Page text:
Vanguard ETFs vs. Vanguard Mutual Funds: Which Is Best for You?

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Vanguard is an investor-owned asset management company founded in 1975. Over the course of its nearly 50-year history, Vanguard has grown to become the world’s largest such firm with $8.5 trillion in assets under management, according to the Sovereign Wealth Fund Institute.

Unlike the firm’s closest competitors — BlackRock, which is owned by shareholders, and Fidelity, which is owned by its founders — Vanguard is an investor-owned company. The company is owned by its own funds, which, in turn, are owned by the investors who own shares.

The two types of funds you can invest in through Vanguard are exchange-traded funds and mutual funds. Keep reading to learn what they are, how they compare and which type might be the best choice for you.

Vanguard Exchange-Traded Funds

Exchange-traded funds are traded on stock exchanges, just like stocks are. Each fund contains a basket of securities chosen with a particular goal in mind.

Most Vanguard ETFs are index funds that track a particular index, such as the S&P 500. The indexes are quite varied, representing everything from the total market to particular asset classes — investment-grade bonds or high-dividend stocks, for example — and individual sectors like healthcare or utilities.

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You purchase ETFs through a brokerage account and can buy and sell your holdings in real time, at market prices, whenever the market is open. What’s more, you can place the same order types as you can with stocks — the standard market order plus limit, stop and stop-limit orders. There’s no minimum investment, so you can buy as many or as few shares as you want.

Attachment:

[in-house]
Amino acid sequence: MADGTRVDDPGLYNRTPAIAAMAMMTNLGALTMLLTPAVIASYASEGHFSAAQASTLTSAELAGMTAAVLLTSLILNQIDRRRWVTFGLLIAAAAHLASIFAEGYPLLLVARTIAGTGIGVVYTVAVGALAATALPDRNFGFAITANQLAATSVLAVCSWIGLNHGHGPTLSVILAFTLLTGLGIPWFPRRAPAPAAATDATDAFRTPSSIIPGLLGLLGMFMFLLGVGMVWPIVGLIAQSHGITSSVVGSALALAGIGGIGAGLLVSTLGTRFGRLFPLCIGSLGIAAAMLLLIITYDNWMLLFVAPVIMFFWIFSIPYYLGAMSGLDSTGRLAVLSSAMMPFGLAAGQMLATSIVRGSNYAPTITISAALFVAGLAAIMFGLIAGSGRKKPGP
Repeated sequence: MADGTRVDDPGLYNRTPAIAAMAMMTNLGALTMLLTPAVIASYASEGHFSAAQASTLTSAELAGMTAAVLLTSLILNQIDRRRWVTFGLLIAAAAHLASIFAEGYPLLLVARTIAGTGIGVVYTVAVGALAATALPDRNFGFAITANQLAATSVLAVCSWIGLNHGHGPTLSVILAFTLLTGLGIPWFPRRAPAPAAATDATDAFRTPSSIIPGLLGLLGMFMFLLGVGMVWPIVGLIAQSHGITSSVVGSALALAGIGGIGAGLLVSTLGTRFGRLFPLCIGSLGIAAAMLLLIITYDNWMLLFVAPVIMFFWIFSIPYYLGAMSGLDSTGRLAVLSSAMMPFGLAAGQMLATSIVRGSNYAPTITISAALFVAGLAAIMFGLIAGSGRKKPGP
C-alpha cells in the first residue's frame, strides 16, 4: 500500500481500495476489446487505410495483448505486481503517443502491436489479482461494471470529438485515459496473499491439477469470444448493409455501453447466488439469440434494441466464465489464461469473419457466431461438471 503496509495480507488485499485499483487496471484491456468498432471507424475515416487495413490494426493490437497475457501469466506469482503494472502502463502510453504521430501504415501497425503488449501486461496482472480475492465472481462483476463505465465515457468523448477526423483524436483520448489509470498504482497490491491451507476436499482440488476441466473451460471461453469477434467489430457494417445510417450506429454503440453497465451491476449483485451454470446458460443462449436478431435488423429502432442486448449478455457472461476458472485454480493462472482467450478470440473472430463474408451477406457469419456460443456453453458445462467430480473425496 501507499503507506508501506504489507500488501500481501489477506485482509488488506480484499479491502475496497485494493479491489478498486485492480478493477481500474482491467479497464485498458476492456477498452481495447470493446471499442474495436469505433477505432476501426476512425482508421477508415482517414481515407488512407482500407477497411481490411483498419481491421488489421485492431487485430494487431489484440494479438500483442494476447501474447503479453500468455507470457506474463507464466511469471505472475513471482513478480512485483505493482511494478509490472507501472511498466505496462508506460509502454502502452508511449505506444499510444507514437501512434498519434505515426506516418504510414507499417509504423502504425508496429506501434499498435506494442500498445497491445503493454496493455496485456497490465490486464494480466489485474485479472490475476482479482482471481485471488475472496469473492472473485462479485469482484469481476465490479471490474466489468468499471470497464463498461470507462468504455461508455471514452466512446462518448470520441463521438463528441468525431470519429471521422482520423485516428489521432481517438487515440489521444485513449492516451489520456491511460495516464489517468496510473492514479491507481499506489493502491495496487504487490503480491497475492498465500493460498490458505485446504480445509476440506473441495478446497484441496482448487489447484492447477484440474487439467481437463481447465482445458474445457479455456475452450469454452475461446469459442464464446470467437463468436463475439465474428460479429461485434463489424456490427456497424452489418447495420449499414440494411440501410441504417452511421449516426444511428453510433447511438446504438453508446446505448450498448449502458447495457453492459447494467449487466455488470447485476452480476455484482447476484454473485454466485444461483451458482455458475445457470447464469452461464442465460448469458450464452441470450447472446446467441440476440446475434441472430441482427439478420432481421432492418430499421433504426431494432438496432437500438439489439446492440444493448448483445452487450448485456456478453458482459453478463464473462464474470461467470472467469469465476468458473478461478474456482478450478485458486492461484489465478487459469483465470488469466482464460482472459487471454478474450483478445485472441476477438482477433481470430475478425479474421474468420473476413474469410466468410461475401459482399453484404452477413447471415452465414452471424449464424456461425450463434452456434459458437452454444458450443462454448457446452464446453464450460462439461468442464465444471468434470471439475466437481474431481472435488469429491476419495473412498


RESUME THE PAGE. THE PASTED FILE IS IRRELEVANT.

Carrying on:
Because the funds pool investors’ money, they leverage economies of scale to keep fees low. In fact, the only fees you pay on ETFs are expense ratios, which range from 0.03% to 0.22% depending on the fund. The expense ratio is the fee charged to cover operating costs, and it’s deducted from your dividends and gains.

Vanguard currently has over 80 ETFs. ETF prices rise and fall throughout the day just like stock prices do, but Vanguard ETF prices currently range from just under $50 to just over $100, and they generally don’t go above a few hundred dollars. Vanguard charges $0 commission on Vanguard ETFs you trade through your Vanguard account.

Share prices, or net asset values, are calculated using the following formula:

(Fund assets – fund liabilities) ÷ number of outstanding shares = net asset value

Vanguard Mutual Funds

A mutual fund also pools money from investors to invest in a basket of securities geared to a particular asset or investing goal.

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Vanguard mutual funds include index funds that track a particular index as well as actively managed funds, including targeted retirement funds. Targeted retirement funds are rebalanced periodically to be less risky the closer you get to your target retirement date.